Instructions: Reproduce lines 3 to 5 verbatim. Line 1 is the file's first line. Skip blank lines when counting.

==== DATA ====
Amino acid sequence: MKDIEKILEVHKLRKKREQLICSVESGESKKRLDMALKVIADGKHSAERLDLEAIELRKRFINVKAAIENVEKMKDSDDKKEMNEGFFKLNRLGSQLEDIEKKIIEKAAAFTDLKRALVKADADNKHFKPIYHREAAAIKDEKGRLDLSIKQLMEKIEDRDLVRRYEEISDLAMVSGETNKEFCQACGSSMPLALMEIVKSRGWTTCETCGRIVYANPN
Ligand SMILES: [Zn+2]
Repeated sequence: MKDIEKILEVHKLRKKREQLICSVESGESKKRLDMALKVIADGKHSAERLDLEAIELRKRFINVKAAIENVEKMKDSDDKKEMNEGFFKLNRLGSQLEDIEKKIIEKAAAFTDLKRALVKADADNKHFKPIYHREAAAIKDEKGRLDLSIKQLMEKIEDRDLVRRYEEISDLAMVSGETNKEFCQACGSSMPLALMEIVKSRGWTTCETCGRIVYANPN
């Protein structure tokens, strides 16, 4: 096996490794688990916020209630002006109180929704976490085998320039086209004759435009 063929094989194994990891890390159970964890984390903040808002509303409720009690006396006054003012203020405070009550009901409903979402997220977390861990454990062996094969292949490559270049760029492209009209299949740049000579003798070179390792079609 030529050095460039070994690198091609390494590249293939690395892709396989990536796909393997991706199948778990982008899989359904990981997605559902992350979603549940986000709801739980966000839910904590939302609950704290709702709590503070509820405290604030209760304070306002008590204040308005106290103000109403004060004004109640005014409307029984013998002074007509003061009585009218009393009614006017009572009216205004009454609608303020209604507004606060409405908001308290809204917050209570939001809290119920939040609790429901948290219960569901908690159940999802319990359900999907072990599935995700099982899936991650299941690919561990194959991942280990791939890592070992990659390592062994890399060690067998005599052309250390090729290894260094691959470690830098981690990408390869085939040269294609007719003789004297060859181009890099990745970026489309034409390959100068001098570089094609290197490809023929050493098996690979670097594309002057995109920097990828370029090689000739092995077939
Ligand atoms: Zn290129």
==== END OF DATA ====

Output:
Repeated sequence: MKDIEKILEVHKLRKKREQLICSVESGESKKRLDMALKVIADGKHSAERLDLEAIELRKRFINVKAAIENVEKMKDSDDKKEMNEGFFKLNRLGSQLEDIEKKIIEKAAAFTDLKRALVKADADNKHFKPIYHREAAAIKDEKGRLDLSIKQLMEKIEDRDLVRRYEEISDLAMVSGETNKEFCQACGSSMPLALMEIVKSRGWTTCETCGRIVYANPN
């Protein structure tokens, strides 16, 4: 096996490794688990916020209630002006109180929704976490085998320039086209004759435009 063929094989194994990891890390159970964890984390903040808002509303409720009690006396006054003012203020405070009550009901409903979402997220977390861990454990062996094969292949490559270049760029492209009209299949740049000579003798070179390792079609 030529050095460039070994690198091609390494590249293939690395892709396989990536796909393997991706199948778990982008899989359904990981997605559902992350979603549940986000709801739980966000839910904590939302609950704290709702709590503070509820405290604030209760304070306002008590204040308005106290103000109403004060004004109640005014409307029984013998002074007509003061009585009218009393009614006017009572009216205004009454609608303020209604507004606060409405908001308290809204917050209570939001809290119920939040609790429901948290219960569901908690159940999802319990359900999907072990599935995700099982899936991650299941690919561990194959991942280990791939890592070992990659390592062994890399060690067998005599052309250390090729290894260094691959470690830098981690990408390869085939040269294609007719003789004297060859181009890099990745970026489309034409390959100068001098570089094609290197490809023929050493098996690979670097594309002057995109920097990828370029090689000739092995077939
Ligand atoms: Zn290129």